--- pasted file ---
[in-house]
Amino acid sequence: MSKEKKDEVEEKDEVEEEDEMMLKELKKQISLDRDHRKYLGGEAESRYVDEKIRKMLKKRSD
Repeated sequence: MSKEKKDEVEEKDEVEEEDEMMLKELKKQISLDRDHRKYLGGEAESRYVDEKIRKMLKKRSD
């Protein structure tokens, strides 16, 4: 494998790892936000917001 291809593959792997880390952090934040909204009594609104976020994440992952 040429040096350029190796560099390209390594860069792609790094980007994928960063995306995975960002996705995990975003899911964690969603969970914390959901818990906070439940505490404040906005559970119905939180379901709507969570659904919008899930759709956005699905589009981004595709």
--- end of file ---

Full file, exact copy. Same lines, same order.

[in-house]
Amino acid sequence: MSKEKKDEVEEKDEVEEEDEMMLKELKKQISLDRDHRKYLGGEAESRYVDEKIRKMLKKRSD
Repeated sequence: MSKEKKDEVEEKDEVEEEDEMMLKELKKQISLDRDHRKYLGGEAESRYVDEKIRKMLKKRSD
């Protein structure tokens, strides 16, 4: 494998790892936000917001 291809593959792997880390952090934040909204009594609104976020994440992952 040429040096350029190796560099390209390594860069792609790094980007994928960063995306995975960002996705995990975003899911964690969603969970914390959901818990906070439940505490404040906005559970119905939180379901709507969570659904919008899930759709956005699905589009981004595709």